Written by Jonathan Ames
Illustrated by Dean Haspiel
Published by Dark Horse Comics
I bought and read this when it first came out through DC/Vertigo almost ten years back. I remember really liking it then, but couldn’t remember a lot of the details.
I’m glad I was able to read it again for a few different reasons. One of the primary ones is because my appreciation of artist Dean Haspiel has increased a lot over the intervening years.
I also had a chance to read and see some other work by Ames since 2009 (HBO’s Bored to Death comes to mind).
The book starts off in a very disorienting way. Jonathan A. (a stand in for the author) wakes up from a drunken stupor in a station wagon. He finds himself sitting next to a woman.
The woman lives in the station wagon. She is trying to force him to make love to her. It’s a funny scene that is truly uncomfortable and ultimately very sad. It sets the tone for the entire book.
From there, we flashback to see how Jonathan A. came to be the character in the station wagon. We see him in his teenage years going home from a party with his best friend Sal. Sal proclaims “Let’s get drunk every weekend!” And so they do. And then it becomes more than just the weekends. It also becomes more than just alcohol that Jonathan starts experimenting with.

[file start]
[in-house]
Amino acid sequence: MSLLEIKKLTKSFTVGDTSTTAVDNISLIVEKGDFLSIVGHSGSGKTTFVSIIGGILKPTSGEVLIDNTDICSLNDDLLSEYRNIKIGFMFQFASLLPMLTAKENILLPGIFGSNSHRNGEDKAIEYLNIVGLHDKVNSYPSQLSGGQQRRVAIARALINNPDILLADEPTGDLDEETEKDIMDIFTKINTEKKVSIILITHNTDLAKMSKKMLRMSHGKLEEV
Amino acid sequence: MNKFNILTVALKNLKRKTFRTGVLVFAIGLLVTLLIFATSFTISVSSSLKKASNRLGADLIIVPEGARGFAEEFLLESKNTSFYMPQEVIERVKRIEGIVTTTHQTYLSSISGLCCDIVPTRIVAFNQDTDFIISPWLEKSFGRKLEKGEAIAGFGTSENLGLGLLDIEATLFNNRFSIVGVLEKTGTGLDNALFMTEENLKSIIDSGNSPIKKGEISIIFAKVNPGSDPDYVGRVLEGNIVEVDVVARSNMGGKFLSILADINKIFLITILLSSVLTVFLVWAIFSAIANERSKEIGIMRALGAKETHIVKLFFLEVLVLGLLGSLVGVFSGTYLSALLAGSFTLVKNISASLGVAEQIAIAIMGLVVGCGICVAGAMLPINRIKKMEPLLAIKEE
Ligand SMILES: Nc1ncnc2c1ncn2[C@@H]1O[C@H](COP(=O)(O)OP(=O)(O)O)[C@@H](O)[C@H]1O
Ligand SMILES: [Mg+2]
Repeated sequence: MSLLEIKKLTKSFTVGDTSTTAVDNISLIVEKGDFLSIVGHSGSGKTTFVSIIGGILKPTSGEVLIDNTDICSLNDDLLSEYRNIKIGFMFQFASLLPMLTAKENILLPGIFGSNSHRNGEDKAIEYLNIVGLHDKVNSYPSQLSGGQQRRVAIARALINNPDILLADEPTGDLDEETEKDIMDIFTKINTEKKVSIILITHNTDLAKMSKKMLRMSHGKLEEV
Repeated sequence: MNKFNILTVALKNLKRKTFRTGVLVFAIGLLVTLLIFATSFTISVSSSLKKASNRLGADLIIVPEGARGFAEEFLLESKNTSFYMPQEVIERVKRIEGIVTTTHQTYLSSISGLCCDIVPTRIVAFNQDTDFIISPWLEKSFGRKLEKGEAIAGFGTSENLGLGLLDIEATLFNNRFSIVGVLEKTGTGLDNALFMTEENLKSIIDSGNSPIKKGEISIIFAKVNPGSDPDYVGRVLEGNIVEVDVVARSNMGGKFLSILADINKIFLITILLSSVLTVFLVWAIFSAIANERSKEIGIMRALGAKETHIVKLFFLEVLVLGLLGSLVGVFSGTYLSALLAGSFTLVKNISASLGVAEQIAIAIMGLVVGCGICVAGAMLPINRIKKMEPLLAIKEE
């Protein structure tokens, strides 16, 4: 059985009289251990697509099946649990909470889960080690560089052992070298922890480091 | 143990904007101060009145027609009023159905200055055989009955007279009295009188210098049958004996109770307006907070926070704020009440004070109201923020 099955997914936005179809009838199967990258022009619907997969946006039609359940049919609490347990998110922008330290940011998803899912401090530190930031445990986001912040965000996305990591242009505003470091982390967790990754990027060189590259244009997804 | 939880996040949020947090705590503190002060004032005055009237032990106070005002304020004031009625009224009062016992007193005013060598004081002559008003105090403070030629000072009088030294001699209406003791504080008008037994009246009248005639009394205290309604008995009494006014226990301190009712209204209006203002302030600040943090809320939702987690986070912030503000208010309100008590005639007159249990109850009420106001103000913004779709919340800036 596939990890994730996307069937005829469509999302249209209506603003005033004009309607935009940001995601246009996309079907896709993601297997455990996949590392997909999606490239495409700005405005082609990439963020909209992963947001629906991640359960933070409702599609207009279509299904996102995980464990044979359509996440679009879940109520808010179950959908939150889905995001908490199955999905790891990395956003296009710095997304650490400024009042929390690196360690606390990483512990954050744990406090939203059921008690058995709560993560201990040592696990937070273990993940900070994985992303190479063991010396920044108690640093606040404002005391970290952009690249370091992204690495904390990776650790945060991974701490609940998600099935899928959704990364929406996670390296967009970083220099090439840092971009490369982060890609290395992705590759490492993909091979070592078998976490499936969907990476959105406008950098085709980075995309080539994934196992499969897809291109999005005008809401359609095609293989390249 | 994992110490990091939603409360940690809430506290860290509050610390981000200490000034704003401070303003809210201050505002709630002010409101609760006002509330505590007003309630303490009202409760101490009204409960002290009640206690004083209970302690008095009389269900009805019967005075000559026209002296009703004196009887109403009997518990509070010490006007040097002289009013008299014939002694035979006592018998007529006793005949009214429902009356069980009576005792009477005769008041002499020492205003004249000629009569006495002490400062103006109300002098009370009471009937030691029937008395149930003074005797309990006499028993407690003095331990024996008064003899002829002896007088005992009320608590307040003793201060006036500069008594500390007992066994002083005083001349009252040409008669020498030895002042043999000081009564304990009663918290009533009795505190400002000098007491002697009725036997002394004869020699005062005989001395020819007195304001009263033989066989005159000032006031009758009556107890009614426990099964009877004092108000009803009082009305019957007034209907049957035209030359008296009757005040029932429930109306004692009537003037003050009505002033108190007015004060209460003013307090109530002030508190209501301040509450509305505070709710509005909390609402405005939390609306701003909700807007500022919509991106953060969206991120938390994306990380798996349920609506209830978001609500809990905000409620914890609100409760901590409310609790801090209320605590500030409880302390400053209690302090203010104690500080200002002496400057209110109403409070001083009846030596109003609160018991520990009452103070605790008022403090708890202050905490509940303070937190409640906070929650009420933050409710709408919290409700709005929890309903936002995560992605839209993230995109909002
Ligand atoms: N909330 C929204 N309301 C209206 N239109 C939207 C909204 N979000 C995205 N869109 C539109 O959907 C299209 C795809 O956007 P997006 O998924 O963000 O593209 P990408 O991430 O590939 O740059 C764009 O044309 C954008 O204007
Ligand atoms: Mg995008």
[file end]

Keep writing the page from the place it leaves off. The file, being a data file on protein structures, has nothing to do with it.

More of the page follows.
There’s a bunch of drugs, sex, and bad behavior that follows Jonathan A. as he grows up. He has trouble maintaining relationships. But still he drinks.
He’s trying to be “cool” and not feel like a loser. He becomes a writer and that only makes things worse. He starts to think that being an alcoholic and a writer go hand in hand.
Finally, the events of September 11, 2001 happen and Jonathan A. comes to a decision about his life. He realizes he is destroying himself. And that’s when the power of the book really sinks in.
Ames doesn’t hold back. Everything is raw in this book. It can be funny one minute and then uncomfortable the next. The scene that demonstrates this the best is when Jonathan A. comes across Monica Lewinsky. It’s hard to look at and read but it’s utterly fascinating.
The art by Haspiel is amazing. He really is one of the best storytellers in comics. This is a hard look at a tough subject and Ames and Haspiel both dig deep here.
Did all of this happen? Or is some of it made up? It’s so powerful, you won’t even care. You’ll just be amazed by how provocative it truly is.